If you’ve been following nutritional health advice lately, no doubt you’ve heard about the importance of probiotics and prebiotics for gut health. After all, health starts with the gut, and a healthy microbiome is crucial to vibrant health. You’ve probably also heard that we should be decreasing our antibiotic use while increasing our intake of fermented foods, possibly taking probiotics, and eating lots of inulin and resistant starch prebiotics to feed our gut bacteria and keep them happy.
For the majority of the population, this is solid, sound advice. However, if you have SIBO, which stands for small intestine bacterial overgrowth, all these wonderful practices can actually make you feel horrible. It can be really frustrating to realize that the steps that are making your friends, spouse, and kids feel incredible is making you feel worse and worse, but there is a reason and you can do something about it.
When SIBO is present, practitioners recommend decreasing fruits and vegetables, decreasing fermented foods and probiotics, and possibly increasing antibiotics (including natural ones). Pretty much, you should be doing the opposite of what everyone else is doing!
One quick note: Please keep in mind that this article is for informational purposes only and is based on the opinions of the authors. It is not intended to be a substitute for professional medical advice, diagnosis, or treatment – a full disclaimer can be found here. Okay, let’s jump in!
What is SIBO?
Small intestine bacterial overgrowth (SIBO) is exactly what it sounds like: there are more bacteria in your small intestines than should be there. Many people think these are “bad” bacteria, and sometimes they can be, but more often it is the beneficial bacteria from the large intestines that have migrated into the wrong section of your digestive tract. Essentially, it’s usually the good guys being in the wrong place at the wrong time.
The immediate problem with this is your small intestine is, unsurprisingly, very small in diameter, and the gas released from the bacteria that your roomy large intestine can handle causes extreme pain and bloating when it fills up your small intestine.
The indirect problem with this is that it causes inflammation which can stretch apart the cells of small intestine, eventually causing leaky gut. Leaky gut is considered by many experts to be a root cause of many common health issues: autoimmune issues, allergies, skin problems, depression and anxiety issues, hormone imbalances, food allergies, digestive issues, and more. Even the New York Times is talking about it these days.
The most obvious symptoms of SIBO are:
- Painful gas, especially after eating fruits and veggies, fermented foods, prebiotics, or probiotics
However, there are also some symptoms that can be caused by or even lead to SIBO, sort of like a vicious circular cycle:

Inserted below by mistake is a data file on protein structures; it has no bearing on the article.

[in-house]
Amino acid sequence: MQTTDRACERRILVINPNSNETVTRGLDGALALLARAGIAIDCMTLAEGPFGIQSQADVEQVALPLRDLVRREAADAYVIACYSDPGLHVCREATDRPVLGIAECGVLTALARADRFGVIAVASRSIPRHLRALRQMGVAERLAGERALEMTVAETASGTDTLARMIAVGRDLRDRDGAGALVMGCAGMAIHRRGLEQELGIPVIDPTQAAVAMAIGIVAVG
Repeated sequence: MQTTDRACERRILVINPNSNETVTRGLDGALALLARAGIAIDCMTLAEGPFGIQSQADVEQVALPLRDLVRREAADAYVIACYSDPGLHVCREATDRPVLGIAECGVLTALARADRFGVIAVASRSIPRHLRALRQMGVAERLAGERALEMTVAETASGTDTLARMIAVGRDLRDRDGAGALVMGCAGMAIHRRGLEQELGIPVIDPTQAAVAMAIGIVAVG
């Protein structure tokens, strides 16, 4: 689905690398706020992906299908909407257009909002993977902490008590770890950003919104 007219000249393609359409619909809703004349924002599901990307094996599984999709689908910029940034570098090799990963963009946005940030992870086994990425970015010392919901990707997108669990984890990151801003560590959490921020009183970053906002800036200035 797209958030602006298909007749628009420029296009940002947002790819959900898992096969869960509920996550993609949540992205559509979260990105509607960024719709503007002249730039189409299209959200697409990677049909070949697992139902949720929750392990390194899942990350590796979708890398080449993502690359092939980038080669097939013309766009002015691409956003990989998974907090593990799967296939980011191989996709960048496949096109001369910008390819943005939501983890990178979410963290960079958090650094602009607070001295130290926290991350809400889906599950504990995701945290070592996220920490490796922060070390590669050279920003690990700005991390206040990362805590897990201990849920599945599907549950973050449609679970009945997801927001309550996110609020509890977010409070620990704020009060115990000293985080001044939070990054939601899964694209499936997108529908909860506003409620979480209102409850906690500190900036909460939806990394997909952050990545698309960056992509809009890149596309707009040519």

- Leaky gut
- Skin issues such as acne, eczema – One study found that SIBO is 10 times more prevalent in individuals with acne rosacea vs. individuals without acne
- Hormone imbalances (thyroid, cortisol, sex hormones)
- Diarrhea – most common with hydrogen-dominant SIBO
- Constipation – most common with methane-dominant SIBO
- Other digestive issues, such as alternating between diarrhea and constipation
- Cognitive/emotional issues (anxiety, depression, brain fog, memory issues)
- Immune system dysfunction (autoimmune or allergies)
- Food allergies and intolerances
- Nutritional deficiencies, particularly Vitamin B12 deficiency
- Histamine intolerance
- Weight gain – ” In one study, mice were given methane-producing archaea and it caused an increase in body fat. In human studies, it was shown that subjects with higher methane levels in their breath tests had higher BMIs.” (The SIBO Solution)
With so many symptoms that can indicate that you might have SIBO, it can be frustrating to try and self-diagnose. Furthermore, there are many other things which aren’t SIBO-related that can cause the above symptoms, so it’s important to get testing done to be sure. Luckily there are some pretty straight forward tests that you can do to know for sure.
Is there a SIBO Test?
There are two main types of SIBO, hydrogen, and methane, which have their own specific tests. Furthermore, you can have both types of SIBO at the same time caused by two different types of organisms that require two different types of protocols. Hydrogen gas is released from bacteria in the small intestines, while methane gas is released from a different kind of organism called archaea. If you’ve never heard of them before, archaea were once thought to be bacteria, but it turns out they’re part of a different kingdom of organisms. It’s important to get both tests done to see which organisms you are starting with before moving forward with a SIBO protocol.
There are two main types of SIBO, hydrogen, and methane. Hydrogen SIBO occurs when hydrogen gas is released from bacteria in the small intestines, while the methane form happens when a different kind of organism – archaea – produce methane. It’s important to test for both because they require slightly different protocols. It is possible to have both at the same time.”
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